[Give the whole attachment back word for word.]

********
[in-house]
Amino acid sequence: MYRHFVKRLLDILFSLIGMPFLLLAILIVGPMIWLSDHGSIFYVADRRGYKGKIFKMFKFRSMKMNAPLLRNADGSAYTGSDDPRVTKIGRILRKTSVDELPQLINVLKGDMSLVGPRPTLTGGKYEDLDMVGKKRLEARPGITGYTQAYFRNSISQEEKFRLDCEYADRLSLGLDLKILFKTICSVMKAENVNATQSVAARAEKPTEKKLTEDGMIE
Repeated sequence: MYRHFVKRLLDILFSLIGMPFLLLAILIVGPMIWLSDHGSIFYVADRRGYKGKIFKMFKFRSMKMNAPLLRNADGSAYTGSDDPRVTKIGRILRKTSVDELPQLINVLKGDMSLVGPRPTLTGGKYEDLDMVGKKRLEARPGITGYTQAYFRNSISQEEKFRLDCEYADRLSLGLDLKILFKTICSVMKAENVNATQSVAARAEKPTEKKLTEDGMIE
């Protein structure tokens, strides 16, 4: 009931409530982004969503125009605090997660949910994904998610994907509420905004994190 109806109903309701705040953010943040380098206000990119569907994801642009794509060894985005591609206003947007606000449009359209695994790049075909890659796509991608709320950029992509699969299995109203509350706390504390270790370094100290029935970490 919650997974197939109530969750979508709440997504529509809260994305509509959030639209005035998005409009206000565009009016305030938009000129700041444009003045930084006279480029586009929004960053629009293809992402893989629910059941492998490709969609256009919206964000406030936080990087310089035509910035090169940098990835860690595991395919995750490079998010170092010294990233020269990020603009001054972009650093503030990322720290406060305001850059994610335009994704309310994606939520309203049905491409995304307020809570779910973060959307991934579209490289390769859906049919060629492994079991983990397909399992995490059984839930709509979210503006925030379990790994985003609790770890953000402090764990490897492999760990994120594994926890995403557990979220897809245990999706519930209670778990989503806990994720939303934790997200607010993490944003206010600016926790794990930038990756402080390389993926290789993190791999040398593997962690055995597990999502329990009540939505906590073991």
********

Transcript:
[in-house]
Amino acid sequence: MYRHFVKRLLDILFSLIGMPFLLLAILIVGPMIWLSDHGSIFYVADRRGYKGKIFKMFKFRSMKMNAPLLRNADGSAYTGSDDPRVTKIGRILRKTSVDELPQLINVLKGDMSLVGPRPTLTGGKYEDLDMVGKKRLEARPGITGYTQAYFRNSISQEEKFRLDCEYADRLSLGLDLKILFKTICSVMKAENVNATQSVAARAEKPTEKKLTEDGMIE
Repeated sequence: MYRHFVKRLLDILFSLIGMPFLLLAILIVGPMIWLSDHGSIFYVADRRGYKGKIFKMFKFRSMKMNAPLLRNADGSAYTGSDDPRVTKIGRILRKTSVDELPQLINVLKGDMSLVGPRPTLTGGKYEDLDMVGKKRLEARPGITGYTQAYFRNSISQEEKFRLDCEYADRLSLGLDLKILFKTICSVMKAENVNATQSVAARAEKPTEKKLTEDGMIE
């Protein structure tokens, strides 16, 4: 009931409530982004969503125009605090997660949910994904998610994907509420905004994190 109806109903309701705040953010943040380098206000990119569907994801642009794509060894985005591609206003947007606000449009359209695994790049075909890659796509991608709320950029992509699969299995109203509350706390504390270790370094100290029935970490 919650997974197939109530969750979508709440997504529509809260994305509509959030639209005035998005409009206000565009009016305030938009000129700041444009003045930084006279480029586009929004960053629009293809992402893989629910059941492998490709969609256009919206964000406030936080990087310089035509910035090169940098990835860690595991395919995750490079998010170092010294990233020269990020603009001054972009650093503030990322720290406060305001850059994610335009994704309310994606939520309203049905491409995304307020809570779910973060959307991934579209490289390769859906049919060629492994079991983990397909399992995490059984839930709509979210503006925030379990790994985003609790770890953000402090764990490897492999760990994120594994926890995403557990979220897809245990999706519930209670778990989503806990994720939303934790997200607010993490944003206010600016926790794990930038990756402080390389993926290789993190791999040398593997962690055995597990999502329990009540939505906590073991």